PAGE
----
Turkish government has de facto annexed number of Syrian territories near the border of Turkey by appointing local governors, police chiefs and garrison commanders.
Turkey’s Interior Minister Süleyman Soylu stated on Sunday as he gave a speech at the ruling Justice and Development Party’s (AKP) local party congress in Merkezefendi District of Denizli province that “I am saying as the Interior Minister, we have district governors, police chiefs and, gendarme commanders in Cerablus, Azez, al-Bab and Mare today.”
“We are carrying out the most legitimate operation of the world with the Operation Olive Branch,” said Soylu and claimed that “We have no interest for the soils of other people, it has never in the history, too.”
Soylu stated that “We are a great nation with the peace we have established in Cerablus, Mare, Azez, El Bab on a territory of 2,000 square kilometer on the border zone. We do not look like them. I am saying as the Interior Minister. Today, we have district governors, we have police chiefs, we have a gendarme commanders… With the peace that we have set up there, we assured about 100 thousand of people to meet their own territories and the memories of their mothers, fathers and grandparents again. We are a great nation.”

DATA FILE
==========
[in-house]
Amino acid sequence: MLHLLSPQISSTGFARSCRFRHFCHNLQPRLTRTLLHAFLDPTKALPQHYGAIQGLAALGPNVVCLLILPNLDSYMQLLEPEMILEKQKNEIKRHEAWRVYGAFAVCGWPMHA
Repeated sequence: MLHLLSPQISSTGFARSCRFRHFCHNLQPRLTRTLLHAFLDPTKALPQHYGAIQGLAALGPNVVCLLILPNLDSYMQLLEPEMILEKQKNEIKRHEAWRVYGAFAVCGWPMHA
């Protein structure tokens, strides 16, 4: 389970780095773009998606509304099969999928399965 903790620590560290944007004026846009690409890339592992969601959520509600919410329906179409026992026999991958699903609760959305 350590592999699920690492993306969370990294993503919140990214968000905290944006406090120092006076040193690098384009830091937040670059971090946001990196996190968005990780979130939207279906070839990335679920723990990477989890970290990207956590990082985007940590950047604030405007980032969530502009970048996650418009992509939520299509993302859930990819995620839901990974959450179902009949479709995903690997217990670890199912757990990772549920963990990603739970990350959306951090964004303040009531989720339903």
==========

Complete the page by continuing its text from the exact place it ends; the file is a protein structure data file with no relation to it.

Meanwhile, addressing another local AKP congress ahead of the 2019 elections, Turkish autocratic President Recep Tayyip Erdoğan on Sunday said he would go to the Afrin region of Syria if necessary and called on people to follow him. “If needed, I, the top commander, would be the first one to go to Afrin. You would then follow me,” said Erdoğan during the AKP congress in Amasya province.
Erdoğan claimed Turkish troops are in Syria to ready conditions for the return of 3,5 million Syrian refugees in Turkey. Stating that the Turkish military and Free Syrian Army (FSA) fighters have captured the strategic Bursaya Mountain in Afrin, Erdoğan said: “They did it some despite some impertinent people. They did it despite the European Parliament. Some in the EP call Turkish troops ‘occupiers.’ You [Europeans] should look at your past, what you did in Africa.”